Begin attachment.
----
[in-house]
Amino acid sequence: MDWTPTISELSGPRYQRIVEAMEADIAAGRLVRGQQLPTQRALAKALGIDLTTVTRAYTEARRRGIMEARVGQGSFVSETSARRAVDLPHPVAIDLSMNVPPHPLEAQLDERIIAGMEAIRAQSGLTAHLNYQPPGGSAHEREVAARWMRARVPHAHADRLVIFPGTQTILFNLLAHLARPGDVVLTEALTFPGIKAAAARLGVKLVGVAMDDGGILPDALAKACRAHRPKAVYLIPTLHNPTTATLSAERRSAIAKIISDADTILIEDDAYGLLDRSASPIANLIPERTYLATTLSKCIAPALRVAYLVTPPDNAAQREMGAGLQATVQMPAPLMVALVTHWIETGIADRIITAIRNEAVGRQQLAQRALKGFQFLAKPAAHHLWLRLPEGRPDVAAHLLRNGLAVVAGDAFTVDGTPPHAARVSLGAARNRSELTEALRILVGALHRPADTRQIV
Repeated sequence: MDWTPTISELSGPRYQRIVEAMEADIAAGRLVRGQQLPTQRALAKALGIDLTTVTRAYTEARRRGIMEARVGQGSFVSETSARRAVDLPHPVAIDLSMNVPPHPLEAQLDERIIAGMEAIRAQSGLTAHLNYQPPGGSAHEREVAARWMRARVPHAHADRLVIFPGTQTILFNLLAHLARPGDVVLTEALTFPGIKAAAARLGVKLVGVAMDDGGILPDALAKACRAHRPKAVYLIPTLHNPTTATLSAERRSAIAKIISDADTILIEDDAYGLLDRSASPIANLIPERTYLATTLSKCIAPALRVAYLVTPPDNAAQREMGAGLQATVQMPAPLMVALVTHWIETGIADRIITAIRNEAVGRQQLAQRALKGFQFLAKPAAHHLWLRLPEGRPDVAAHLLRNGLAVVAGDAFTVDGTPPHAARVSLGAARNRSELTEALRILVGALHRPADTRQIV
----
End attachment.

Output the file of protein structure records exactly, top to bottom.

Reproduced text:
[in-house]
Amino acid sequence: MDWTPTISELSGPRYQRIVEAMEADIAAGRLVRGQQLPTQRALAKALGIDLTTVTRAYTEARRRGIMEARVGQGSFVSETSARRAVDLPHPVAIDLSMNVPPHPLEAQLDERIIAGMEAIRAQSGLTAHLNYQPPGGSAHEREVAARWMRARVPHAHADRLVIFPGTQTILFNLLAHLARPGDVVLTEALTFPGIKAAAARLGVKLVGVAMDDGGILPDALAKACRAHRPKAVYLIPTLHNPTTATLSAERRSAIAKIISDADTILIEDDAYGLLDRSASPIANLIPERTYLATTLSKCIAPALRVAYLVTPPDNAAQREMGAGLQATVQMPAPLMVALVTHWIETGIADRIITAIRNEAVGRQQLAQRALKGFQFLAKPAAHHLWLRLPEGRPDVAAHLLRNGLAVVAGDAFTVDGTPPHAARVSLGAARNRSELTEALRILVGALHRPADTRQIV
Repeated sequence: MDWTPTISELSGPRYQRIVEAMEADIAAGRLVRGQQLPTQRALAKALGIDLTTVTRAYTEARRRGIMEARVGQGSFVSETSARRAVDLPHPVAIDLSMNVPPHPLEAQLDERIIAGMEAIRAQSGLTAHLNYQPPGGSAHEREVAARWMRARVPHAHADRLVIFPGTQTILFNLLAHLARPGDVVLTEALTFPGIKAAAARLGVKLVGVAMDDGGILPDALAKACRAHRPKAVYLIPTLHNPTTATLSAERRSAIAKIISDADTILIEDDAYGLLDRSASPIANLIPERTYLATTLSKCIAPALRVAYLVTPPDNAAQREMGAGLQATVQMPAPLMVALVTHWIETGIADRIITAIRNEAVGRQQLAQRALKGFQFLAKPAAHHLWLRLPEGRPDVAAHLLRNGLAVVAGDAFTVDGTPPHAARVSLGAARNRSELTEALRILVGALHRPADTRQIV